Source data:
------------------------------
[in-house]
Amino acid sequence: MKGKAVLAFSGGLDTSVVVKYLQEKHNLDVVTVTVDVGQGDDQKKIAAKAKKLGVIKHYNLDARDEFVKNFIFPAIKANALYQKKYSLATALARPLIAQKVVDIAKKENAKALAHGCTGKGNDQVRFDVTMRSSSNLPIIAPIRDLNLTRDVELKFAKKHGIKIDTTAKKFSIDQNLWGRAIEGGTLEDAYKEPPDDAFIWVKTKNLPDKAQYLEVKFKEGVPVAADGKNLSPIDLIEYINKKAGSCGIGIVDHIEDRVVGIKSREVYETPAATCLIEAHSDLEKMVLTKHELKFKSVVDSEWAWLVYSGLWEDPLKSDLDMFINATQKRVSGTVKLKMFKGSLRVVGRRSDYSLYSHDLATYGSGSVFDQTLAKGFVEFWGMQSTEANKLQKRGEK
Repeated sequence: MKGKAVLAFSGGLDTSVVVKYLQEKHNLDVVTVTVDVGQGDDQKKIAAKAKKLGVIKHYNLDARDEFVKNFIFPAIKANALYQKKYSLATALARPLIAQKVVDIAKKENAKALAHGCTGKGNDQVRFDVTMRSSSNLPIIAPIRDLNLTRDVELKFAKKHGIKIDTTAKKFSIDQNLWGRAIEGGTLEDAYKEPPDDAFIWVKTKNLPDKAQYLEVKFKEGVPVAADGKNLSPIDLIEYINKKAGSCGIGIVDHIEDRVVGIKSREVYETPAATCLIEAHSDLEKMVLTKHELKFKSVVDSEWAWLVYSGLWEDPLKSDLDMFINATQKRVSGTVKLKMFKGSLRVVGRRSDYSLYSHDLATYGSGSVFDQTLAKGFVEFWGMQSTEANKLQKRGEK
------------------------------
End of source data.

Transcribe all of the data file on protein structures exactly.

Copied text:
[in-house]
Amino acid sequence: MKGKAVLAFSGGLDTSVVVKYLQEKHNLDVVTVTVDVGQGDDQKKIAAKAKKLGVIKHYNLDARDEFVKNFIFPAIKANALYQKKYSLATALARPLIAQKVVDIAKKENAKALAHGCTGKGNDQVRFDVTMRSSSNLPIIAPIRDLNLTRDVELKFAKKHGIKIDTTAKKFSIDQNLWGRAIEGGTLEDAYKEPPDDAFIWVKTKNLPDKAQYLEVKFKEGVPVAADGKNLSPIDLIEYINKKAGSCGIGIVDHIEDRVVGIKSREVYETPAATCLIEAHSDLEKMVLTKHELKFKSVVDSEWAWLVYSGLWEDPLKSDLDMFINATQKRVSGTVKLKMFKGSLRVVGRRSDYSLYSHDLATYGSGSVFDQTLAKGFVEFWGMQSTEANKLQKRGEK
Repeated sequence: MKGKAVLAFSGGLDTSVVVKYLQEKHNLDVVTVTVDVGQGDDQKKIAAKAKKLGVIKHYNLDARDEFVKNFIFPAIKANALYQKKYSLATALARPLIAQKVVDIAKKENAKALAHGCTGKGNDQVRFDVTMRSSSNLPIIAPIRDLNLTRDVELKFAKKHGIKIDTTAKKFSIDQNLWGRAIEGGTLEDAYKEPPDDAFIWVKTKNLPDKAQYLEVKFKEGVPVAADGKNLSPIDLIEYINKKAGSCGIGIVDHIEDRVVGIKSREVYETPAATCLIEAHSDLEKMVLTKHELKFKSVVDSEWAWLVYSGLWEDPLKSDLDMFINATQKRVSGTVKLKMFKGSLRVVGRRSDYSLYSHDLATYGSGSVFDQTLAKGFVEFWGMQSTEANKLQKRGEK